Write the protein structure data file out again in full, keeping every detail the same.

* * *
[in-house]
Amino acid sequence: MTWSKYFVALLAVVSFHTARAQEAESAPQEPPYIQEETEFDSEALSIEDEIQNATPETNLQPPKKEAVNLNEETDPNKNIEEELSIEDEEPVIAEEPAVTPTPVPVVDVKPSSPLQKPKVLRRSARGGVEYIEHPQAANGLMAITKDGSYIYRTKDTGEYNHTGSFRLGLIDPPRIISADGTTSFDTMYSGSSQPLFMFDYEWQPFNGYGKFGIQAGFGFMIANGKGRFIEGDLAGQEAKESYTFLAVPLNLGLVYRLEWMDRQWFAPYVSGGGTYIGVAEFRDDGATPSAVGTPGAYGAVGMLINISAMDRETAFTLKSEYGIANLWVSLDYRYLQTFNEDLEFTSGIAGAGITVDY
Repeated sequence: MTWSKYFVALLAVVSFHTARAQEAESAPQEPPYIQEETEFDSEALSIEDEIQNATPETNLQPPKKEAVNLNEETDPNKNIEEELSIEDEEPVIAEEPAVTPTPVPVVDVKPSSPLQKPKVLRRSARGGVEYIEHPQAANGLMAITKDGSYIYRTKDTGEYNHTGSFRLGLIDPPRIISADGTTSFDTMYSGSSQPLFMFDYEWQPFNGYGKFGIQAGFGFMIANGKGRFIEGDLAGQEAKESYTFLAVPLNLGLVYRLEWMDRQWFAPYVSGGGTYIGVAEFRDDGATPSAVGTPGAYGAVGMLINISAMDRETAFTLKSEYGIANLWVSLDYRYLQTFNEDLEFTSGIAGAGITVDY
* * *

[in-house]
Amino acid sequence: MTWSKYFVALLAVVSFHTARAQEAESAPQEPPYIQEETEFDSEALSIEDEIQNATPETNLQPPKKEAVNLNEETDPNKNIEEELSIEDEEPVIAEEPAVTPTPVPVVDVKPSSPLQKPKVLRRSARGGVEYIEHPQAANGLMAITKDGSYIYRTKDTGEYNHTGSFRLGLIDPPRIISADGTTSFDTMYSGSSQPLFMFDYEWQPFNGYGKFGIQAGFGFMIANGKGRFIEGDLAGQEAKESYTFLAVPLNLGLVYRLEWMDRQWFAPYVSGGGTYIGVAEFRDDGATPSAVGTPGAYGAVGMLINISAMDRETAFTLKSEYGIANLWVSLDYRYLQTFNEDLEFTSGIAGAGITVDY
Repeated sequence: MTWSKYFVALLAVVSFHTARAQEAESAPQEPPYIQEETEFDSEALSIEDEIQNATPETNLQPPKKEAVNLNEETDPNKNIEEELSIEDEEPVIAEEPAVTPTPVPVVDVKPSSPLQKPKVLRRSARGGVEYIEHPQAANGLMAITKDGSYIYRTKDTGEYNHTGSFRLGLIDPPRIISADGTTSFDTMYSGSSQPLFMFDYEWQPFNGYGKFGIQAGFGFMIANGKGRFIEGDLAGQEAKESYTFLAVPLNLGLVYRLEWMDRQWFAPYVSGGGTYIGVAEFRDDGATPSAVGTPGAYGAVGMLINISAMDRETAFTLKSEYGIANLWVSLDYRYLQTFNEDLEFTSGIAGAGITVDY